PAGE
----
Europe’s Most Active CRE Market

Germany has overtaken the U.K. as Europe’s most active commercial property market. In 2016, CRE transactions in Germany totaled €59 billion, according to Property Forum (citing data from Knight Frank). Berlin, fast emerging as Europe’s economic hub, accounted for €5.7 billion of the total volume. Sixty percent of the property deals in Germany involved domestic buyers.

CRE Construction in 2016

At close to $25 billion, New York State was first in the country in terms of 2016 commercial property construction expenditures. The industry supported 284,135 jobs in the Empire State, according to NAIOP data.

In the U.S. as a whole, the commercial development and construction industry added $861 billion to the nation’s GDP in 2016, according to The Dallas Morning News.

Chart: NAIOP

Retailer Distress

So far in 2017, ten retailers have filed for Chapter 11 bankruptcy protection, a figure higher than all such filings in 2016 and on pace to meet or exceed 2009 when 18 retailers opted for Chapter 11.

According to CNBC (citing data from AlixPartners), more than fifty percent of the filings this year come from retailers purchased by private equity firms in leveraged buyouts. The five-year average for such transactions is 31 percent.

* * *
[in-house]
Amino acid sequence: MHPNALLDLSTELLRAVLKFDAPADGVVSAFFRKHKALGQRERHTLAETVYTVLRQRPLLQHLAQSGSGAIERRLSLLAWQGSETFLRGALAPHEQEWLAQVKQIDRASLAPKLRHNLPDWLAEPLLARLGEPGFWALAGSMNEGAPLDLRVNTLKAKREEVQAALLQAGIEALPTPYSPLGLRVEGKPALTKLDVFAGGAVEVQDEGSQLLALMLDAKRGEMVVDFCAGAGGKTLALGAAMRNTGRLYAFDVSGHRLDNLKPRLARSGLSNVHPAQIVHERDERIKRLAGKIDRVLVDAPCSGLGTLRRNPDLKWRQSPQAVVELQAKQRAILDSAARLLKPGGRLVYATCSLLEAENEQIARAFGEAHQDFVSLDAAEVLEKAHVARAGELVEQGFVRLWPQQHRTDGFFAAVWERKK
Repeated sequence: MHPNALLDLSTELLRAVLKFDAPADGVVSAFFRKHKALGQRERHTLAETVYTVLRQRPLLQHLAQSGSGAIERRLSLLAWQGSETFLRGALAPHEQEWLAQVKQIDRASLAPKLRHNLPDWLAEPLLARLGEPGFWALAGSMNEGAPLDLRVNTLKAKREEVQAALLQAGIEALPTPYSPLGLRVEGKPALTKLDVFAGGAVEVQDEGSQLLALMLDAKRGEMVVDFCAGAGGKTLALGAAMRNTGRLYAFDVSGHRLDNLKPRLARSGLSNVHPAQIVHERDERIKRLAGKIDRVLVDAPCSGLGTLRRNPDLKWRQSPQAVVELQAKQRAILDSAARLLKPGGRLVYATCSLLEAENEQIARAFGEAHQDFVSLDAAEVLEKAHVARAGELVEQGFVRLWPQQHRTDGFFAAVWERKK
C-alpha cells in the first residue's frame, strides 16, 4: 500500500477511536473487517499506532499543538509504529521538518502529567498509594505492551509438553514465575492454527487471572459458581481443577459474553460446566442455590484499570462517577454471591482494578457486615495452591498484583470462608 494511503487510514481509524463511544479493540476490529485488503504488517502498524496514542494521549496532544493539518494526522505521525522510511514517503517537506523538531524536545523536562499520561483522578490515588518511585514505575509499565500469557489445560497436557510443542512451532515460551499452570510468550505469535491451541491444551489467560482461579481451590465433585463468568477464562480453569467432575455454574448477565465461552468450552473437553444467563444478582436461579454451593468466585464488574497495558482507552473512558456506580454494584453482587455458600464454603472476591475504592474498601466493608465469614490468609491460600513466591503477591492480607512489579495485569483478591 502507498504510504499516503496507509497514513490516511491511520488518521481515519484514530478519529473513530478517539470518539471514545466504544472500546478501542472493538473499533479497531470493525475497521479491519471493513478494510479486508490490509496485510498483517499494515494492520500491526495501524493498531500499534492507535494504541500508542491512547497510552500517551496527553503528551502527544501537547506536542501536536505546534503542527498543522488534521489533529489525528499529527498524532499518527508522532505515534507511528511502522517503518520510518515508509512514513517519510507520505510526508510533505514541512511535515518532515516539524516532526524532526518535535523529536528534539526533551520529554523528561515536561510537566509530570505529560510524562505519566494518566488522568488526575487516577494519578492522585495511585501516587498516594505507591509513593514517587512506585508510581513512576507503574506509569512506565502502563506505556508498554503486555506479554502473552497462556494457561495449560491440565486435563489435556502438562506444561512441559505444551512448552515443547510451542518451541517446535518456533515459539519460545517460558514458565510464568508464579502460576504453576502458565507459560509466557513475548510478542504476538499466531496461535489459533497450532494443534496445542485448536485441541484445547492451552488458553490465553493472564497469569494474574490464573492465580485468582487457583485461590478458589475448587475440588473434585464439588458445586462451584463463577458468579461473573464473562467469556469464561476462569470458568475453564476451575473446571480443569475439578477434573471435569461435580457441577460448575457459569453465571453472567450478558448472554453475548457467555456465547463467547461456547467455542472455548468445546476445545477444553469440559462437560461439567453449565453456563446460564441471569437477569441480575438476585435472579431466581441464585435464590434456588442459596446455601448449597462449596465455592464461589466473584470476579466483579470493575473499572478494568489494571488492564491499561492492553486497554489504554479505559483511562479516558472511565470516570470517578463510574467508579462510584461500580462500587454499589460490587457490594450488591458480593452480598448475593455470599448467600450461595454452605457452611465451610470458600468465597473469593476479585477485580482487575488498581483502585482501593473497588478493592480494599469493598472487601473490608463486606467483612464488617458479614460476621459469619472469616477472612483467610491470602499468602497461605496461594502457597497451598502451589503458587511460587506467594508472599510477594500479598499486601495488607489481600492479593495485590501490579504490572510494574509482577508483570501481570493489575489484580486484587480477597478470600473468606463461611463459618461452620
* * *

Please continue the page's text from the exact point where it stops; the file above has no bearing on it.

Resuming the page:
The retailers that have filed for Chapter 11 bankruptcy protection so far this year include, Gordmans, BCBG Max Azria, Gander Mountain, HHGregg, General Wireless Operations (former RadioShack), Payless, Michigan Sporting Goods Distributors, Eastern Outfitters, Wet Seal and Limited Stores.

Boston Update – 04-2017

The median condo price in Boston reached $913,500 in Q3–2016, a 43 percent increase from the same period in 2015, according to Forbes (citing research from real estate marketing firm LINK). Boston is the third top choice of foreign real estate investors following New York and Los Angeles according to the Association of Foreign Investors in Real Estate.

Amazon Acquires Souq.com

Amazon has acquired Souq.com – the largest e-commerce platform in the Arab world. Founded 12 years ago by Ronaldo Mouchawar, the English-Arabic language platform garners over 24 million unique visits per month and delivers to many Persian Gulf states and to Egypt, according to Wikipedia. Although the sale price is undisclosed, it is estimated to be slightly below Dubai-based Emaar Malls offer of $800 million.

Depreciation Rate from an Investment Perspective

According to a 2014 MIT Center for Real Estate research paper analyzing depreciation from an investment perspective and based on 107,805 transaction price observations, the overall average depreciation rate for commercial and multi-family properties is 1.5 percent per year, ranging from 1.82%/year for new buildings to 1.12 percent per year for 50-year-old buildings. Multi-family properties depreciate slightly faster than other commercial properties, according to the study.

Depreciation (from an investment perspective) is the long-term decline in a property’s value due aging and obsolescence after netting out inflation and routine capital maintenance. It is exclusive of temporary market downturns.